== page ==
Well, Osiris doesn't have the energy, drive, or intensity I expected from a young GSD. He'll keep going about as long as I want him to and sleep after, but that makes it a little hard to figure out how much he needs. And I've noticed now that it's colder, he doesn't get quite as worn out as he did when it was warm. Getting him to run more requires me to run more though! He's food motivated, but prefers to work as little as possible for it and can get a bit bored and/or frustrated with repetitive training or if he doesn't get a quick reward.

Try Ruffwear. Our fabric tug/float is at least 5 years old. We control how long they have but held up so well.
Cool, that looks promising.
 

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Hm. Interesting. Osiris sounds like Juno. She plays but only as long as I do so. She's handler-focused. I think a lot of GSDs are and I think she will keep going as long as I do. So I decide when she is tired. She gets enough exercise, she's happy and healthy.

I remember her as a puppy, chasing after a ball, sleep drunk, stumbling along my kitchen floor. I went through a phase where I was trying to tire her out, and I took her out 4x day and I could not tire her out. So then we started to freeshape in the evenings, 20 minutes each night of toy discrimination and putting the right one in the box or basket (no clicker, but verbal markers). These exercises, her trying to figure out what I wanted, really helped our relationship. We do these in the evening, then potty, then bed. She's restless at night, too. She changes places throughout the night and wakes me up 10 minutes before my alarm does, but she's not obnoxious about it.

I think you just have to find the right toy and game for your puppy. Juno likes balls, then balls on a string, but best she likes tugs. She likes to play keepaway more than fetch, and I am still trying to find a rhythm for when we play.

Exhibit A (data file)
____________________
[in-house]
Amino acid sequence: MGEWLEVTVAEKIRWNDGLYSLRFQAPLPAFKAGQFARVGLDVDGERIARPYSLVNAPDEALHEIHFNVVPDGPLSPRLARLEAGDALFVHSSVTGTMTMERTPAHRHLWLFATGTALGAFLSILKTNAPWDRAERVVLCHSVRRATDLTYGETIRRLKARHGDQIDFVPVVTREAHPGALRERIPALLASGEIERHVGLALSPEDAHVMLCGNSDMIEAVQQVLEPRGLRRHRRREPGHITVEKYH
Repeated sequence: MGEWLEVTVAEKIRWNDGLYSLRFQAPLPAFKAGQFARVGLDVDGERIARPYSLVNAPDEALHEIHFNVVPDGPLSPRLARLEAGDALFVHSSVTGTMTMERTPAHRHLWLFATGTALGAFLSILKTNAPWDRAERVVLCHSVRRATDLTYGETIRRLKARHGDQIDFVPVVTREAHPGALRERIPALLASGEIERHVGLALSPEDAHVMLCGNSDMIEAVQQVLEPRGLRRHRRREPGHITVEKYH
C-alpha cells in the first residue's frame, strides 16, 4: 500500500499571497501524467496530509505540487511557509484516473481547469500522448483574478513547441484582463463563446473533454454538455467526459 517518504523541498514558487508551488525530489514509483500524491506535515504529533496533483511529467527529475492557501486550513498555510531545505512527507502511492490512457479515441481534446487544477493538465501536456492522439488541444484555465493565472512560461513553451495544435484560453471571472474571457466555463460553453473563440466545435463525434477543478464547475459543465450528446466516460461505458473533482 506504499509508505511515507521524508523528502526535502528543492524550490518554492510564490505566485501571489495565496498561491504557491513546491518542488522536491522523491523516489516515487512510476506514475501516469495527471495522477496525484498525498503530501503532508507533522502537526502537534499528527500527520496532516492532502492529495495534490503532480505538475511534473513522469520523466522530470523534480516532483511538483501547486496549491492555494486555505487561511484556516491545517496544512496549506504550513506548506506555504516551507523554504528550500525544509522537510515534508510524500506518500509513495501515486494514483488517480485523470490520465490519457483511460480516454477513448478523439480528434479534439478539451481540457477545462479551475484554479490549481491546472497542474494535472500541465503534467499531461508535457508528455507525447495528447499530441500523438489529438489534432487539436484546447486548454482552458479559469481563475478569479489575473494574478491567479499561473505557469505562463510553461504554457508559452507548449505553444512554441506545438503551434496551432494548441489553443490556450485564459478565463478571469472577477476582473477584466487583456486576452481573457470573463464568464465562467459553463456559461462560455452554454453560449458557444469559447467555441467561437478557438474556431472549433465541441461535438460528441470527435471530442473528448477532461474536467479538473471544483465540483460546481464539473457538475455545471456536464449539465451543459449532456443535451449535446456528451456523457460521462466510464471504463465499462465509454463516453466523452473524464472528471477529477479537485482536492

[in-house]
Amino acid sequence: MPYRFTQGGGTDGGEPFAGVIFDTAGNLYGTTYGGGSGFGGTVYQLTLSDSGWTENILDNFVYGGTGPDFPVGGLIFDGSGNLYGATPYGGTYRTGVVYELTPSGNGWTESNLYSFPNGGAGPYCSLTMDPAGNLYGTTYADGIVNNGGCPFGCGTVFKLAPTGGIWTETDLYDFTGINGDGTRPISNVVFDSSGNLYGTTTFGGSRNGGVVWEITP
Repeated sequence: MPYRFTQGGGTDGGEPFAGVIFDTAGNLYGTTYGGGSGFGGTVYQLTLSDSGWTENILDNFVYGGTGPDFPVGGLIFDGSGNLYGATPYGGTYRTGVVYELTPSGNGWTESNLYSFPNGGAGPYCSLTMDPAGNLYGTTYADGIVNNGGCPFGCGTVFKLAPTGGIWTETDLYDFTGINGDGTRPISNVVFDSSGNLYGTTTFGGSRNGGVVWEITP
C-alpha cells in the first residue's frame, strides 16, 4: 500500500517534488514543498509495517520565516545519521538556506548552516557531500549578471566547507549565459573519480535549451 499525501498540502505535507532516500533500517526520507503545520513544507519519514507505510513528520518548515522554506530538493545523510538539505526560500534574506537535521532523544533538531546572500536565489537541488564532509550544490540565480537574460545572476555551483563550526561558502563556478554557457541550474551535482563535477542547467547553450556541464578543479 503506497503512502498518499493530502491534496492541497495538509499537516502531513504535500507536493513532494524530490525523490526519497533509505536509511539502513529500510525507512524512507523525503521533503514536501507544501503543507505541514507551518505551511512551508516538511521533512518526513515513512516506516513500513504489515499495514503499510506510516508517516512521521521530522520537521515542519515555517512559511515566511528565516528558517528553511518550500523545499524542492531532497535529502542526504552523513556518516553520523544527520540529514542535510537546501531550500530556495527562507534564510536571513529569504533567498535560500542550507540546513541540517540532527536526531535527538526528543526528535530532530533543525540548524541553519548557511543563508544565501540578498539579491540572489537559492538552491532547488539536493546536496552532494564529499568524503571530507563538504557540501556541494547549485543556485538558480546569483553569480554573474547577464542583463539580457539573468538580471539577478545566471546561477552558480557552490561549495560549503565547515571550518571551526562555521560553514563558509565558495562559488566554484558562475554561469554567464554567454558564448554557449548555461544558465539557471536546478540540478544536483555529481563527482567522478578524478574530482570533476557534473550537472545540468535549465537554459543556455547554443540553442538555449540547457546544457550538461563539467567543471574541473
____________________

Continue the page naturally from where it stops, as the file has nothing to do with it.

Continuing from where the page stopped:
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Hm. Interesting. Osiris sounds like Juno. She plays but only as long as I do so. She's handler-focused. I think a lot of GSDs are and I think she will keep going as long as I do. So I decide when she is tired. She gets enough exercise, she's happy and healthy.

I remember her as a puppy, chasing after a ball, sleep drunk, stumbling along my kitchen floor. I went through a phase where I was trying to tire her out, and I took her out 4x day and I could not tire her out. So then we started to freeshape in the evenings, 20 minutes each night of toy discrimination and putting the right one in the box or basket (no clicker, but verbal markers). These exercises, her trying to figure out what I wanted, really helped our relationship. We do these in the evening, then potty, then bed. She's restless at night, too. She changes places throughout the night and wakes me up 10 minutes before my alarm does, but she's not obnoxious about it.

I think you just have to find the right toy and game for your puppy. Juno likes balls, then balls on a string, but best she likes tugs. She likes to play keepaway more than fetch, and I am still trying to find a rhythm for when we play.
I honestly wish he was more handler focused. I think he pays more attention to me than he lets on, but he likes to explore on his own and keep an eye on what's going on around us. But I can't just sit on the bench and let him run. If I'm at the bench, he's at the bench. I have to get up and walk around. Then he'll go off on his own and sniff around.

Osiris tires out pretty quickly. He kind of reminds me of a sighthound with bursts of energy, but then he's content to curl up on the couch and sleep. But it does take a little extra effort now that it's colder. And I wasn't sure if his restlessness at night was normal or a sign of him sleeping too much during the day. I had a camera set up on him for a few nights and he'd basically sleep from 2-3 hours and then after that he'd be changing positions about every hour. I don't think the cats help. One in particular likes to get the zoomies at night.

These have been the most successful toy for us - https://www.amazon.com/gp/product/B01BWF0AR4/ref=ppx_yo_dt_b_asin_title_o03_s00?ie=UTF8&psc=1
We have 2 and play 2 ball with her, she learned fetch the out using these. They have lasted for months now and is a good shew toy also as it does not rip and keeps her entertained. Here is a short of my 9 yr old playing fetch and out indoors in a small space -


View attachment 568289
Cool, thank you.